Sal Paolantonio, the parent of a Park student and a May '06 alum, is one of ESPN's best-known and most successful sports media personalities. He's also a journalist at heart.
Last night, he delivered an inspiring analysis of the current state of American journalism to students from St. Joseph's, Penn and Temple universities.
I thought you'd be interested:
Journalism Under Siege
Jimmy Carter was the last Democrat I voted for.
I spent more than five years in the United States Navy. In the late 70s, when many of my peers loathed the notion of serving their country, I did.
I am patriotic. I love my country. If asked, I would have gladly signed up to travel to Afghanistan to help find bin Laden and slit his throat.
But I’ve had enough. As a journalist – a reporter all my post-military life – I can no longer be silent. This president, this administration in Washington, is attempting to turn back the clock, attempting to re-enact the rogue, imperial presidency of Richard Nixon. And it must be stopped.
George W. Bush’s attacks on the first amendment are abhorrent, immoral and unconstitutional.
“If you add up added up all the attacks of all the other administrations on the first amendment, they cumulatively wouldn’t add up to what we’ve seen from this group,” said Senator Christopher Dodd of Connecticut.
I started my career at the Albany Times Union. I investigated corrupt government officials in the city of Albany and Rensselaer County. I traveled to Africa to cover the famine and I wrote about politicians who used taxpayer money for their own gain.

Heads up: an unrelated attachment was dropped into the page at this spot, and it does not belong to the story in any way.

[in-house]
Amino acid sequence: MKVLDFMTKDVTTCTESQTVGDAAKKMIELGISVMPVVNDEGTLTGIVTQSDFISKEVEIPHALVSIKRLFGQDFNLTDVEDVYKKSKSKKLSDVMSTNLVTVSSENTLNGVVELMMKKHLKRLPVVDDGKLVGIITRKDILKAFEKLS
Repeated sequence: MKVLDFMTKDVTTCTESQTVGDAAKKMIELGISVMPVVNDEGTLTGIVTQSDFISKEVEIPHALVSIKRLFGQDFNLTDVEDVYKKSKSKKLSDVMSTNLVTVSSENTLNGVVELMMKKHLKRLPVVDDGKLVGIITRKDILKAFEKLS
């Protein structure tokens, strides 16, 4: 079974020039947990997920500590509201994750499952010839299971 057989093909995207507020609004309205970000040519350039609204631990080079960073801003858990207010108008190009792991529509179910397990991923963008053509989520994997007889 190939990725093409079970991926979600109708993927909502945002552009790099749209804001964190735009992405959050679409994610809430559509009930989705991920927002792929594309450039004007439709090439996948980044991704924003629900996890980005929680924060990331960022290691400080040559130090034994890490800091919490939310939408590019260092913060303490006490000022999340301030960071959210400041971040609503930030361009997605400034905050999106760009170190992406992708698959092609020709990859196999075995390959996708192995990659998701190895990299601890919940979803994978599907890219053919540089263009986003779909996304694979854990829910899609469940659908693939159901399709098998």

At the Philadelphia Inquirer, I covered three presidential campaigns, investigated a New Jersey judge who was eventually thrown off the bench, and uncovered the misdeeds and malfeasance of numerous government officials and politicians on both sides of the Delaware River.
At ESPN, I have been assigned the most sensitive investigative stories and trials. I have won numerous investigative and reporting awards, including the Associated Press’ highest honor for reporting, and five Emmys.
Given my career, I should be happy about the state of journalism in this country.
Nothing could be further from the truth.
I’m very distressed. Why? Because the Bush White House is at war with the press. George W. Bush – and I’m a conservative in most cases, and a republican with a small “r” -- is attempting to return to the pre-Watergate days, when the Nixon administration tried to stop the publication of the Pentagon Papers, and reporters appeared on the White House enemies list, and the FBI kept files on journalists who challenged the administration and its views.
Right now, here’s what’s happening:
The FBI is reported to have been tapping reporters’ telephones.
The FBI is seeking 20 year old classified documents from the estate of the great journalist Jack Anderson.
Attorney General Alberto Gonzales has seriously suggested indicting the top editors of the New York Times.
The government is seeking to turn an 89-year old law, the Espionage Act, into an official secrets act.